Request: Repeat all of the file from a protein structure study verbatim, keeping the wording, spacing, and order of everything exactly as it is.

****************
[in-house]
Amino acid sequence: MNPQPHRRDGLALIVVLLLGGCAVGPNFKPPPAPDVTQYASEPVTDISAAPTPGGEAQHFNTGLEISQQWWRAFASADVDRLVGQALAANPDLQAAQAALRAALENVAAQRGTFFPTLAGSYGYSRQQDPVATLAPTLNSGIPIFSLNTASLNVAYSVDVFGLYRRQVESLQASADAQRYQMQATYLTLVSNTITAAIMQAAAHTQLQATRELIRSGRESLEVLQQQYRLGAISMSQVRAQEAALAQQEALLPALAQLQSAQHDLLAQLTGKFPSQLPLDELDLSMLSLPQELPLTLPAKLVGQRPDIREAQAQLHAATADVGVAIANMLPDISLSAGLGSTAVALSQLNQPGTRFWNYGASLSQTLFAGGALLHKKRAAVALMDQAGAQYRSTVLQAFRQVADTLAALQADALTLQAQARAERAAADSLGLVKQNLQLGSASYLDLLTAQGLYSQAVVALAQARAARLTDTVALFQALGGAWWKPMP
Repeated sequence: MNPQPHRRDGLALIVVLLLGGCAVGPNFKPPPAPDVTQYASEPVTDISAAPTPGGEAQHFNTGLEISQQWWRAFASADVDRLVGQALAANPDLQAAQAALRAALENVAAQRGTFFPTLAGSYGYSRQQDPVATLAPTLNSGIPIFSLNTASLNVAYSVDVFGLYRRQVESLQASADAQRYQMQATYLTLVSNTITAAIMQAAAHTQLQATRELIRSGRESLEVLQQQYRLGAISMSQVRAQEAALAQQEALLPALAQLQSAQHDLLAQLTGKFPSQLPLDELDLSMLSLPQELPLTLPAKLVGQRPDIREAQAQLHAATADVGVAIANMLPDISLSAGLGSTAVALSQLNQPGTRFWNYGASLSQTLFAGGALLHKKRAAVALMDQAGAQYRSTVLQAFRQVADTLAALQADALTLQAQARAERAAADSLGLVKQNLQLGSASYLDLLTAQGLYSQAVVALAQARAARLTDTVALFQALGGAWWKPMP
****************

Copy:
[in-house]
Amino acid sequence: MNPQPHRRDGLALIVVLLLGGCAVGPNFKPPPAPDVTQYASEPVTDISAAPTPGGEAQHFNTGLEISQQWWRAFASADVDRLVGQALAANPDLQAAQAALRAALENVAAQRGTFFPTLAGSYGYSRQQDPVATLAPTLNSGIPIFSLNTASLNVAYSVDVFGLYRRQVESLQASADAQRYQMQATYLTLVSNTITAAIMQAAAHTQLQATRELIRSGRESLEVLQQQYRLGAISMSQVRAQEAALAQQEALLPALAQLQSAQHDLLAQLTGKFPSQLPLDELDLSMLSLPQELPLTLPAKLVGQRPDIREAQAQLHAATADVGVAIANMLPDISLSAGLGSTAVALSQLNQPGTRFWNYGASLSQTLFAGGALLHKKRAAVALMDQAGAQYRSTVLQAFRQVADTLAALQADALTLQAQARAERAAADSLGLVKQNLQLGSASYLDLLTAQGLYSQAVVALAQARAARLTDTVALFQALGGAWWKPMP
Repeated sequence: MNPQPHRRDGLALIVVLLLGGCAVGPNFKPPPAPDVTQYASEPVTDISAAPTPGGEAQHFNTGLEISQQWWRAFASADVDRLVGQALAANPDLQAAQAALRAALENVAAQRGTFFPTLAGSYGYSRQQDPVATLAPTLNSGIPIFSLNTASLNVAYSVDVFGLYRRQVESLQASADAQRYQMQATYLTLVSNTITAAIMQAAAHTQLQATRELIRSGRESLEVLQQQYRLGAISMSQVRAQEAALAQQEALLPALAQLQSAQHDLLAQLTGKFPSQLPLDELDLSMLSLPQELPLTLPAKLVGQRPDIREAQAQLHAATADVGVAIANMLPDISLSAGLGSTAVALSQLNQPGTRFWNYGASLSQTLFAGGALLHKKRAAVALMDQAGAQYRSTVLQAFRQVADTLAALQADALTLQAQARAERAAADSLGLVKQNLQLGSASYLDLLTAQGLYSQAVVALAQARAARLTDTVALFQALGGAWWKPMP